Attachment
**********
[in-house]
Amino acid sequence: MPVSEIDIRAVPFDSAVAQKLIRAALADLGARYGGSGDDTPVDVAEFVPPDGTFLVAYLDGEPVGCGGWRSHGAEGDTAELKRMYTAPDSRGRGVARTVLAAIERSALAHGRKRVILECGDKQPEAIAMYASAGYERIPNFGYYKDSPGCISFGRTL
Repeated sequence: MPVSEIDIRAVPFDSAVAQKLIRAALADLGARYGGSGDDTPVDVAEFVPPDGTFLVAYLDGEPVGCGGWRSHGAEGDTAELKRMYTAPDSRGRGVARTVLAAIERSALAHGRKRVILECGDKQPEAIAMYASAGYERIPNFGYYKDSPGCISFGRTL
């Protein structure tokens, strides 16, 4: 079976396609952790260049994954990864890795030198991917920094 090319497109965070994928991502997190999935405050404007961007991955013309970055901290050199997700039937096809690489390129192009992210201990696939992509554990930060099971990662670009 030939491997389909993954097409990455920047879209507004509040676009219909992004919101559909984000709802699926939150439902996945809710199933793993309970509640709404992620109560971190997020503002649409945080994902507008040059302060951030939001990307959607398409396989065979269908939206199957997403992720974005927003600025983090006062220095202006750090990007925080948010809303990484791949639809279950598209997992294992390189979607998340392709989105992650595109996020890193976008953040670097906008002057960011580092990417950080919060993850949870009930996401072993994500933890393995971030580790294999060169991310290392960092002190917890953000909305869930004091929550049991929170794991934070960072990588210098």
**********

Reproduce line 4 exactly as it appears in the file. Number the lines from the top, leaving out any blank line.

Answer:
């Protein structure tokens, strides 16, 4: 079976396609952790260049994954990864890795030198991917920094 090319497109965070994928991502997190999935405050404007961007991955013309970055901290050199997700039937096809690489390129192009992210201990696939992509554990930060099971990662670009 030939491997389909993954097409990455920047879209507004509040676009219909992004919101559909984000709802699926939150439902996945809710199933793993309970509640709404992620109560971190997020503002649409945080994902507008040059302060951030939001990307959607398409396989065979269908939206199957997403992720974005927003600025983090006062220095202006750090990007925080948010809303990484791949639809279950598209997992294992390189979607998340392709989105992650595109996020890193976008953040670097906008002057960011580092990417950080919060993850949870009930996401072993994500933890393995971030580790294999060169991310290392960092002190917890953000909305869930004091929550049991929170794991934070960072990588210098």